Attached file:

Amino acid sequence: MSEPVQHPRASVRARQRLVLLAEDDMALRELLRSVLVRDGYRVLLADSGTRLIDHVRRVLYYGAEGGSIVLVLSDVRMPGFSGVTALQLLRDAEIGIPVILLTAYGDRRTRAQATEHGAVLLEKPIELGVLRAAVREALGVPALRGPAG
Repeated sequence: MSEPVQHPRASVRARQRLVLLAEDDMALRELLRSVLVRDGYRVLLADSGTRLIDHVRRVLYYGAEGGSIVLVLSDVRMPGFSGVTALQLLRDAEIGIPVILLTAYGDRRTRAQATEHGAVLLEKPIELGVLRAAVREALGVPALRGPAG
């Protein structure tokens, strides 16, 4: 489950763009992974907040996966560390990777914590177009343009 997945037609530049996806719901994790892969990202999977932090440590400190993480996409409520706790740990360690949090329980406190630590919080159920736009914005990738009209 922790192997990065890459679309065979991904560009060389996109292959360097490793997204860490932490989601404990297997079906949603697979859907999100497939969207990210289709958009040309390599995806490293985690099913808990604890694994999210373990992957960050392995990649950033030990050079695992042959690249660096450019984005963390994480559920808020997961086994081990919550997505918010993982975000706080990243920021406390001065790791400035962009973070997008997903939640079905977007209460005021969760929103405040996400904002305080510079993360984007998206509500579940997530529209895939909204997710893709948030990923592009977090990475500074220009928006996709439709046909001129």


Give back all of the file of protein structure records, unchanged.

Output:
Amino acid sequence: MSEPVQHPRASVRARQRLVLLAEDDMALRELLRSVLVRDGYRVLLADSGTRLIDHVRRVLYYGAEGGSIVLVLSDVRMPGFSGVTALQLLRDAEIGIPVILLTAYGDRRTRAQATEHGAVLLEKPIELGVLRAAVREALGVPALRGPAG
Repeated sequence: MSEPVQHPRASVRARQRLVLLAEDDMALRELLRSVLVRDGYRVLLADSGTRLIDHVRRVLYYGAEGGSIVLVLSDVRMPGFSGVTALQLLRDAEIGIPVILLTAYGDRRTRAQATEHGAVLLEKPIELGVLRAAVREALGVPALRGPAG
């Protein structure tokens, strides 16, 4: 489950763009992974907040996966560390990777914590177009343009 997945037609530049996806719901994790892969990202999977932090440590400190993480996409409520706790740990360690949090329980406190630590919080159920736009914005990738009209 922790192997990065890459679309065979991904560009060389996109292959360097490793997204860490932490989601404990297997079906949603697979859907999100497939969207990210289709958009040309390599995806490293985690099913808990604890694994999210373990992957960050392995990649950033030990050079695992042959690249660096450019984005963390994480559920808020997961086994081990919550997505918010993982975000706080990243920021406390001065790791400035962009973070997008997903939640079905977007209460005021969760929103405040996400904002305080510079993360984007998206509500579940997530529209895939909204997710893709948030990923592009977090990475500074220009928006996709439709046909001129």